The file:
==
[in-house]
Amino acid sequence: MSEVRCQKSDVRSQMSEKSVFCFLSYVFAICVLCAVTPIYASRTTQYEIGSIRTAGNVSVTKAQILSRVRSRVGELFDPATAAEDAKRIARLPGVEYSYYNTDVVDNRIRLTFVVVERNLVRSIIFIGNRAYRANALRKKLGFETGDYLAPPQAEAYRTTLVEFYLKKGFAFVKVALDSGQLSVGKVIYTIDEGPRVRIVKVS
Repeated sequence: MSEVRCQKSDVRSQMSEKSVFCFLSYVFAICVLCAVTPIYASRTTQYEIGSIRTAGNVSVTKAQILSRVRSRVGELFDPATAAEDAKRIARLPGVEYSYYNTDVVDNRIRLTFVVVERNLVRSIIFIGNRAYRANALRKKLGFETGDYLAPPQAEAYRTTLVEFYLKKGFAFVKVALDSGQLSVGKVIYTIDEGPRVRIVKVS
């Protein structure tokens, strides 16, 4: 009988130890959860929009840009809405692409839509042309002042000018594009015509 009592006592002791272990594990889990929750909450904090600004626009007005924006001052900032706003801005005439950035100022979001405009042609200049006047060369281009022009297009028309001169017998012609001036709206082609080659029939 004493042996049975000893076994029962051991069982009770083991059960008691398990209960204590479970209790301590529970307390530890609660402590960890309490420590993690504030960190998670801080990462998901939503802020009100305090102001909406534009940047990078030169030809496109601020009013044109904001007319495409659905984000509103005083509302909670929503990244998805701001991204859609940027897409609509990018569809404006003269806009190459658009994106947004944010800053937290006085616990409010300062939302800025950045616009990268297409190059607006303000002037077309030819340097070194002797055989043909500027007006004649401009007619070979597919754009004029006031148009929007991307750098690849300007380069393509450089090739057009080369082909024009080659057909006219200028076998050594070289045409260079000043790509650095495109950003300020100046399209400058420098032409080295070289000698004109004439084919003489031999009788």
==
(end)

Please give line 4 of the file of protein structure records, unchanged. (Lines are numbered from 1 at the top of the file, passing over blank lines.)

């Protein structure tokens, strides 16, 4: 009988130890959860929009840009809405692409839509042309002042000018594009015509 009592006592002791272990594990889990929750909450904090600004626009007005924006001052900032706003801005005439950035100022979001405009042609200049006047060369281009022009297009028309001169017998012609001036709206082609080659029939 004493042996049975000893076994029962051991069982009770083991059960008691398990209960204590479970209790301590529970307390530890609660402590960890309490420590993690504030960190998670801080990462998901939503802020009100305090102001909406534009940047990078030169030809496109601020009013044109904001007319495409659905984000509103005083509302909670929503990244998805701001991204859609940027897409609509990018569809404006003269806009190459658009994106947004944010800053937290006085616990409010300062939302800025950045616009990268297409190059607006303000002037077309030819340097070194002797055989043909500027007006004649401009007619070979597919754009004029006031148009929007991307750098690849300007380069393509450089090739057009080369082909024009080659057909006219200028076998050594070289045409260079000043790509650095495109950003300020100046399209400058420098032409080295070289000698004109004439084919003489031999009788």